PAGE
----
Art and History in Syracuse
The Island of Ortigia
- - The Fonte Aretusa of Syracuse
- - Judaica. Exploring Jewish Syracuse
- - The Seaside of Ortigia, in Syracuse
- - Piazza Archimede (Archimede Square)
- - The Piazza Duomo in Syracuse
- - The Galleria Regionale of the Palazzo Bellomo in Syracuse
- - Piazza del Precursore in Syracuse
- - Santa Maria della Concezione in Syracuse
- - The Temple of Apollo in Syracuse
- - Maritime Museum
- - Shopping in Syracuse
- - Euryalus Castle in Syracuse.
- - The Complex of Saint Lucia.
- - "Latomìe": the Ancient Greek Quarries of Syracuse.
- - The Archaeological Park of Syracuse.
- - The Archaeological Museum “Paolo Orsi” in Syracuse.
- - Shrine of the Madonna delle Lacrime (Our Lady of Tears) in Syracuse.
- - The complex of San Giovanni Evangelista
WHAT TO EAT IN SYRACUSE
With Children in Syracuse
- - Marine Aquarium
- - Papyrus Museum in Syracuse
- - Puppet Lab and Theater in Syracuse
- - Boat Outing in the Port
- - Ciane / Anapo Rivers
- - The Nature Reserve of Vendicari
Nature and the Sea in Syracuse
- - Getting around by bike
- - Fontane Bianche (White Fountains beach)
- - Ciane / Anapo Rivers
- - The Nature Reserve of Vendicari
- - Spiaggia di Calamosche (Calamosche Beach)
SEASON OF THE GREEK THEATRE IN SYRACUSE
Surroundings of Syracuse
- - A Trip to Noto – Sicily's Capital of the Baroque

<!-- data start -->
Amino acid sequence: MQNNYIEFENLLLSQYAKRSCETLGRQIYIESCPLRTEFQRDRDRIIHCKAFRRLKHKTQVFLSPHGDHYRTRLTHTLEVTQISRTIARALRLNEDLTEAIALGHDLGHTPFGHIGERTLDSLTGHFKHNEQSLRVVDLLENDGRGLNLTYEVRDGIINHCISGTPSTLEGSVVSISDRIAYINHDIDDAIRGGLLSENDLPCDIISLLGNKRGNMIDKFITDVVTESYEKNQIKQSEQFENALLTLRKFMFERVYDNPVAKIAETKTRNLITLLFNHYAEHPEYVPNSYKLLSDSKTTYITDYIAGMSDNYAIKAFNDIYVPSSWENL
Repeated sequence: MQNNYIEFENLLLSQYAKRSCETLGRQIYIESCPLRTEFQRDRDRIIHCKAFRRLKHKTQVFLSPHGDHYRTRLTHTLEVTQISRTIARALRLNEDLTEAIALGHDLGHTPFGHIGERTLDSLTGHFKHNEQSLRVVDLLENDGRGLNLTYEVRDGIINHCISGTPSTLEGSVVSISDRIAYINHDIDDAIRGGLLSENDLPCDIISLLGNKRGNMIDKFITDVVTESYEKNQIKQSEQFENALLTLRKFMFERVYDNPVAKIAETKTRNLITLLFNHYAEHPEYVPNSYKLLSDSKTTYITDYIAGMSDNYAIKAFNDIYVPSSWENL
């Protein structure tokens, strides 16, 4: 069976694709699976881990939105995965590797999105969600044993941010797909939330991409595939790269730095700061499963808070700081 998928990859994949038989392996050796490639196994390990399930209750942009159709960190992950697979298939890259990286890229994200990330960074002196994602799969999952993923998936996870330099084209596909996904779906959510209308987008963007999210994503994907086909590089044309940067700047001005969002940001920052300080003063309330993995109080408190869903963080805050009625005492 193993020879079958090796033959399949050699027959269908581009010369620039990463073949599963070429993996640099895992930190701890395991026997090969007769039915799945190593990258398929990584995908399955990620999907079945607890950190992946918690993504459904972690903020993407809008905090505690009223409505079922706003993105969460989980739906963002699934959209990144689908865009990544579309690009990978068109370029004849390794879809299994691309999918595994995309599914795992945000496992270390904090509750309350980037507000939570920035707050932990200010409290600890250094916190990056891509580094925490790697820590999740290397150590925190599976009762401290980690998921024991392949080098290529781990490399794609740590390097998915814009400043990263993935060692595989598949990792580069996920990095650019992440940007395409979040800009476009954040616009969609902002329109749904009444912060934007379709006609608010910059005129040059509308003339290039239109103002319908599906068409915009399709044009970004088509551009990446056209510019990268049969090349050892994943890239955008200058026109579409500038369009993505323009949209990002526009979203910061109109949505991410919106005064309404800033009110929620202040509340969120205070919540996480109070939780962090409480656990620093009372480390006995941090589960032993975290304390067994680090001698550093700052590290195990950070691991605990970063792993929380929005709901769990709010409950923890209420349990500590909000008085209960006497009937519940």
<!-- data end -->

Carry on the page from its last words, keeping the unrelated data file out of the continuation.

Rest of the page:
- - The Roman Villa of Tellaro (Noto) and its Mosaics
- - St. Ambrogio and Immacolata Offer
- - Visit Eastern Sicily Offer
- - "Visit Syracuse and its Surroundings" Offer
- - Syracuse and Cinema - "The Sicily of Montalbano and of The Leopard" Offer
- - Romantic Getaway Offer
- - "Winter in Sicily is Warm" Offer
Sports and Recreation in Syracuse
- - The Fonte Aretusa of Syracuse
The town of Noto
The ancient city of Noto, whose foundations date to the 5th century B.C., was capital of one of the three districts into which Sicily was divided prior to unification. During its peak, ancient Noto was rich in both agricultural and manufacturing activities. What remains today of Noto Antica ("Ancient Noto") are just a few ruins (some of them quite fascinating), that are completely surrounded by the vegetation that has retaken the area.
The new city of Noto was rebuilt approximately 15 kilometers away and owes its beauty to the fact that it was built using a consistent style. The architects who worked on its reconstruction throughout the 18th century thought of the city as if it were theatrical scenery full of unexpected views and in which no two corners were alike. Added to this was the ability of local sculptors who had learned to use the local stone, which is rather soft, to decorate the buildings with a sort of lacework made of stone. This unique result is the reason why Noto, and the Baroque towns of the Noto valley, were proclaimed a World Heritage Site by UNESCO.